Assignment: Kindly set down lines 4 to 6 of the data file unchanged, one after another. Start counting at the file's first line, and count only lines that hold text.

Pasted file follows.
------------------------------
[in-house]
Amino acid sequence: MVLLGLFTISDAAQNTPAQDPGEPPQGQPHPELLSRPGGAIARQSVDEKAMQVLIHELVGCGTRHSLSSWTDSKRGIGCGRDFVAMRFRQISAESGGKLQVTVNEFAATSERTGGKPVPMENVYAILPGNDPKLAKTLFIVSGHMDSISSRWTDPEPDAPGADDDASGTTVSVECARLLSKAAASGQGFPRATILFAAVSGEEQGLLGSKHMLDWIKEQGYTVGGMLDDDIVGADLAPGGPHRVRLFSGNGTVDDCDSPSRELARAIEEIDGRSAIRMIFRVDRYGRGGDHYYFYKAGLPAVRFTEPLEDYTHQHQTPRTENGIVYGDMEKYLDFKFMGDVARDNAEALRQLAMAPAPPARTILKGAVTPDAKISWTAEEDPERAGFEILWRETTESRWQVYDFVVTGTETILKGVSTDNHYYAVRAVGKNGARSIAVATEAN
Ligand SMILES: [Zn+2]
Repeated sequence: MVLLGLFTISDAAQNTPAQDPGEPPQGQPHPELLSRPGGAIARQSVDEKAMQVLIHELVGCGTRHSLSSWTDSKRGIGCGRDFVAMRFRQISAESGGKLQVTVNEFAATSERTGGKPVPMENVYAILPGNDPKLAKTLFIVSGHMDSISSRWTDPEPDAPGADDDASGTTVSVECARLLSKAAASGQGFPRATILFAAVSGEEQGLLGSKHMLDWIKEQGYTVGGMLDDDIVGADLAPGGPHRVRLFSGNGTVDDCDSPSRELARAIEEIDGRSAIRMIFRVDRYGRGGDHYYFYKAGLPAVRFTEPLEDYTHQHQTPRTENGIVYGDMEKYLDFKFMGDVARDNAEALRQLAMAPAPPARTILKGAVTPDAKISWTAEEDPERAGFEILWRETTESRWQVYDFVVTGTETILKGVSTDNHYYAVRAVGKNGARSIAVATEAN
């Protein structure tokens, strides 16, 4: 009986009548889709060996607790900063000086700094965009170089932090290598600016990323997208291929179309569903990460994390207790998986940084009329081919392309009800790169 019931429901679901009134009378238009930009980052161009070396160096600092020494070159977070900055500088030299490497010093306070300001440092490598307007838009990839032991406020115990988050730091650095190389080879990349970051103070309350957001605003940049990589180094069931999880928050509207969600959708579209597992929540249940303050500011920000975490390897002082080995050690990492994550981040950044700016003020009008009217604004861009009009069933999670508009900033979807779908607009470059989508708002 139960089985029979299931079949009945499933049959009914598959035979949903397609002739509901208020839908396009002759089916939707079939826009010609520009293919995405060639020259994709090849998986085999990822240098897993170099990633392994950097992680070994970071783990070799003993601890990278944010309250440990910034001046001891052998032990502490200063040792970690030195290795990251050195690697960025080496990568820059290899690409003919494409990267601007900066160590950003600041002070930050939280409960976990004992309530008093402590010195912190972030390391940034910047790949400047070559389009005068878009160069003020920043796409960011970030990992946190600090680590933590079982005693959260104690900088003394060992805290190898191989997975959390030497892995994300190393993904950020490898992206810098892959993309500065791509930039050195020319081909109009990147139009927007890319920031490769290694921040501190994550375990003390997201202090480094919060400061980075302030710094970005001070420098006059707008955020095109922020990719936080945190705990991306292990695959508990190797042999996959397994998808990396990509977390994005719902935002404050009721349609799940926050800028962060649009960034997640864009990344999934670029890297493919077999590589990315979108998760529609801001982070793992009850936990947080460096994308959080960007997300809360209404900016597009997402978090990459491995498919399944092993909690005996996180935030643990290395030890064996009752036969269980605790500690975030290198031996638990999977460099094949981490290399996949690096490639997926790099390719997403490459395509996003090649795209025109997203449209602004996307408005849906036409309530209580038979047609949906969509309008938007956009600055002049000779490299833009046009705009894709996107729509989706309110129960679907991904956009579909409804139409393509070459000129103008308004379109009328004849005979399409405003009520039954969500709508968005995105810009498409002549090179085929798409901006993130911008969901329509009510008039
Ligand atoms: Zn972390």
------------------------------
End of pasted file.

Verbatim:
Repeated sequence: MVLLGLFTISDAAQNTPAQDPGEPPQGQPHPELLSRPGGAIARQSVDEKAMQVLIHELVGCGTRHSLSSWTDSKRGIGCGRDFVAMRFRQISAESGGKLQVTVNEFAATSERTGGKPVPMENVYAILPGNDPKLAKTLFIVSGHMDSISSRWTDPEPDAPGADDDASGTTVSVECARLLSKAAASGQGFPRATILFAAVSGEEQGLLGSKHMLDWIKEQGYTVGGMLDDDIVGADLAPGGPHRVRLFSGNGTVDDCDSPSRELARAIEEIDGRSAIRMIFRVDRYGRGGDHYYFYKAGLPAVRFTEPLEDYTHQHQTPRTENGIVYGDMEKYLDFKFMGDVARDNAEALRQLAMAPAPPARTILKGAVTPDAKISWTAEEDPERAGFEILWRETTESRWQVYDFVVTGTETILKGVSTDNHYYAVRAVGKNGARSIAVATEAN
């Protein structure tokens, strides 16, 4: 009986009548889709060996607790900063000086700094965009170089932090290598600016990323997208291929179309569903990460994390207790998986940084009329081919392309009800790169 019931429901679901009134009378238009930009980052161009070396160096600092020494070159977070900055500088030299490497010093306070300001440092490598307007838009990839032991406020115990988050730091650095190389080879990349970051103070309350957001605003940049990589180094069931999880928050509207969600959708579209597992929540249940303050500011920000975490390897002082080995050690990492994550981040950044700016003020009008009217604004861009009009069933999670508009900033979807779908607009470059989508708002 139960089985029979299931079949009945499933049959009914598959035979949903397609002739509901208020839908396009002759089916939707079939826009010609520009293919995405060639020259994709090849998986085999990822240098897993170099990633392994950097992680070994970071783990070799003993601890990278944010309250440990910034001046001891052998032990502490200063040792970690030195290795990251050195690697960025080496990568820059290899690409003919494409990267601007900066160590950003600041002070930050939280409960976990004992309530008093402590010195912190972030390391940034910047790949400047070559389009005068878009160069003020920043796409960011970030990992946190600090680590933590079982005693959260104690900088003394060992805290190898191989997975959390030497892995994300190393993904950020490898992206810098892959993309500065791509930039050195020319081909109009990147139009927007890319920031490769290694921040501190994550375990003390997201202090480094919060400061980075302030710094970005001070420098006059707008955020095109922020990719936080945190705990991306292990695959508990190797042999996959397994998808990396990509977390994005719902935002404050009721349609799940926050800028962060649009960034997640864009990344999934670029890297493919077999590589990315979108998760529609801001982070793992009850936990947080460096994308959080960007997300809360209404900016597009997402978090990459491995498919399944092993909690005996996180935030643990290395030890064996009752036969269980605790500690975030290198031996638990999977460099094949981490290399996949690096490639997926790099390719997403490459395509996003090649795209025109997203449209602004996307408005849906036409309530209580038979047609949906969509309008938007956009600055002049000779490299833009046009705009894709996107729509989706309110129960679907991904956009579909409804139409393509070459000129103008308004379109009328004849005979399409405003009520039954969500709508968005995105810009498409002549090179085929798409901006993130911008969901329509009510008039
Ligand atoms: Zn972390």